The 4th of February this year was designated as “World Cancer Day” and the subject of cancer, it’s causes and prevention made the news headlines on the BBC and in several newspapers in the UK. The World Health Organisation as it predicted the number of new cases could soar 70% to nearly 25 million a year over the next 20 years. The main focus of the reports was how cancer is linked to lifestyle factors, such as alcohol abuse, sugar consumption and obesity. Unfortunately there was no mention of occupational factors that can cause cancer in any of the features I saw.
In the UK it is estimated that 4% of all cancer cases are associated with work – the third most important cause of cancer, after smoking and diet/alcohol consumption.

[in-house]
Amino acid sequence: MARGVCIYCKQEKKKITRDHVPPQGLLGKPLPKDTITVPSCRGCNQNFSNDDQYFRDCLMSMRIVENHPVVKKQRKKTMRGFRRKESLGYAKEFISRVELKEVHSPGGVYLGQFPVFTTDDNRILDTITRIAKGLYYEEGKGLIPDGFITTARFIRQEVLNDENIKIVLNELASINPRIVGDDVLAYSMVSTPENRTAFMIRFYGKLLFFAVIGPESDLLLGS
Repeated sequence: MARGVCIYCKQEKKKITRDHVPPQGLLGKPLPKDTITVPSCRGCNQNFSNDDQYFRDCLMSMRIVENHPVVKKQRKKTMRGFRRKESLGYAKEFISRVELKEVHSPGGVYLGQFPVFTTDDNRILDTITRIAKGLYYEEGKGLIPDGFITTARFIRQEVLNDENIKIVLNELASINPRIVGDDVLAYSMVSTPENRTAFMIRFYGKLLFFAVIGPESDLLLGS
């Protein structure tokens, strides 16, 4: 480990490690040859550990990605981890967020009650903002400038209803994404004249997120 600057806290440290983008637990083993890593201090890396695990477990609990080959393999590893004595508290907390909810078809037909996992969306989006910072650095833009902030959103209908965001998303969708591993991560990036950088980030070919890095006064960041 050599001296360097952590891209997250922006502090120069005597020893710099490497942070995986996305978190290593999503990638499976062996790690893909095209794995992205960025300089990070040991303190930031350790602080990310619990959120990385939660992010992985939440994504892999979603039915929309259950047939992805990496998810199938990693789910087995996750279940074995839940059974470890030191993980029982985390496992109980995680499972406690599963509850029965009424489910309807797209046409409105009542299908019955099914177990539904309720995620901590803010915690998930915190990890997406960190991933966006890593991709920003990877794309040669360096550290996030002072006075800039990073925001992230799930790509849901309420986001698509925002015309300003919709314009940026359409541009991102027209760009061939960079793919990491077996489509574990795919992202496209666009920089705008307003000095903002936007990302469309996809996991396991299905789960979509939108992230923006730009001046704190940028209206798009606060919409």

Asbestos – still a major cause of occupational cancer
The latest statistics available from the Health and Safety Executive (HSE) indicate that about 8,000 cancer deaths and some 13,500 newly diagnosed cancer cases each year could be due to occupational exposures. It’s a growing problem, with a stark warning from the medical statistician Dr Lesley Rushton at the last BOHS Annual Conference 2013 who noted that in the absence of action, annual deaths from preventable occupational cancers in 2060 will have risen by 5,000 more than the current level of 8,000.
Dr Christopher Wild, director of the International Agency for Research on Cancer (IARC) was quoted in the Guardian as saying
“Despite exciting advances, ….. we cannot treat our way out of the cancer problem. More commitment to prevention and early detection is desperately needed in order to complement improved treatments and address the alarming rise in the cancer burden globally.”
This is certainly true with respect to occupational exposures. The majority of the agents responsible are well known and exposures can be prevented or controlled by applying good occupational hygiene practices. The solutions are available. All it needs is the will, the determination and adequate resources to implement them.